The museum will re-open to the members of the general public on 1 October 2020. Opening hours will be between 09:00 to 14:00 on weekdays and will be closed on weekends and public holidays. Our staff members started preparing for visitors on 25 September 2020 after approval for the re-opening was granted by the National Department of Sports, Arts and Culture. The museum will be operated under strict level 2 lockdown rules and regulations. For example, visitors without masks will be denied entry to the premises. Visitors’ temperature will be tested and those who have 38°C or more will not be allowed entry. The caravel will be closed until further notice. The aquarium touch tank at the Shell Museum will operate like other tanks, visitors will not be allowed to touch the animals. Only 50 visitors per building will be allowed at a time.
King João (John) 11 of Portugal, inspired by his great uncle, Prince Henry the Navigator, was determined to find a sea route to India via the southern tip of Africa.
In 1482 he sent Diago Cão with two ships to survey and chart the west coast of Africa. Cão, on his first and second voyages paved the way for Bartolomeu Dias, who left Lisbon in August 1487 with two caravels of 100 tons each, and a bigger store ship.
Dias sailed along the coast of Africa as far South as a harbor later known as Baia dos Tigres. He passed Cão's last padrão at Cape Cross. With the northern Cedarberg in sight, Dias probably grew tired of tacking against a stormy southern wind, and sailed out into the open sea.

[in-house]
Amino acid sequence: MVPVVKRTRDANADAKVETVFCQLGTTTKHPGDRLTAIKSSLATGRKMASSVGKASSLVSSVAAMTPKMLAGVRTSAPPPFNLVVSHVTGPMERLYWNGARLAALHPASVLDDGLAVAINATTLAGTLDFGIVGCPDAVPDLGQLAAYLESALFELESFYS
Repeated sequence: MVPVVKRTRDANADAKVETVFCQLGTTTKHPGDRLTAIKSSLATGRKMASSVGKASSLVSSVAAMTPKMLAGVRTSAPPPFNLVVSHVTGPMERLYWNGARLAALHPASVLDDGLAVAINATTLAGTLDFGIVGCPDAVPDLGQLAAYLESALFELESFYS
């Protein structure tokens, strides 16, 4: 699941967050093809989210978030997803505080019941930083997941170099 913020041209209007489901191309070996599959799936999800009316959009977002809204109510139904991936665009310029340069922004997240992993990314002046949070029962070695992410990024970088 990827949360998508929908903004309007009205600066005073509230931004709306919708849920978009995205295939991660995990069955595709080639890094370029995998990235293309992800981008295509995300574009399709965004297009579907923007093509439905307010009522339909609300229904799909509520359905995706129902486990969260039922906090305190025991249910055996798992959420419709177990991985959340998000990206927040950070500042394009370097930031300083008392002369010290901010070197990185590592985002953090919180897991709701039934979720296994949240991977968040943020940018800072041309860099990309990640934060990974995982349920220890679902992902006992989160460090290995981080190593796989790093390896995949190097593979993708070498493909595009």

Thus he sailed round the southern tip of Africa without realizing it. It was when he steered eastward and could not find any land that he took a northerly course, thereby seeing land again at the Gouritz River or Rio dos Vaquerios.
Here the waves prevented him from landing, but on the festival day of Saint Blaize he managed to do so further on in a protected cove which he named "Aguada de São Bras" (watering place of Saint Blaize) because of the freshwater spring he found there. This was later renamed Mossel Bay by the Dutch. For several years after this the Portuguese touched at São Bras to take on fresh water and meat.
In the mid 17th Century the Dutch East India Company decided to set up a refreshment station at the Cape, and it was yet another hundred years before any settlement at Mossel Bay itself was planned.
Of the five National Monuments on the museum grounds, 4 are buildings dating between 1830 and 1902. The museum grounds themselves situated on the shores of the Indian Ocean are a magnificent historical setting...
They are situated at the very site where European explorers came ashore and made contact with the indigenous people. Information about the Khoi-Khoi and explorers can be seen in the Maritime museum.
The Bartolomeu Dias museum complex was officially opened on 3 February 1989, however the Mossel Bay museum industry can be traced back to the 1960´s when the Mossel Bay museum was first opened. The museum later became known as the Post Tree museum complex before being renamed again in 1989.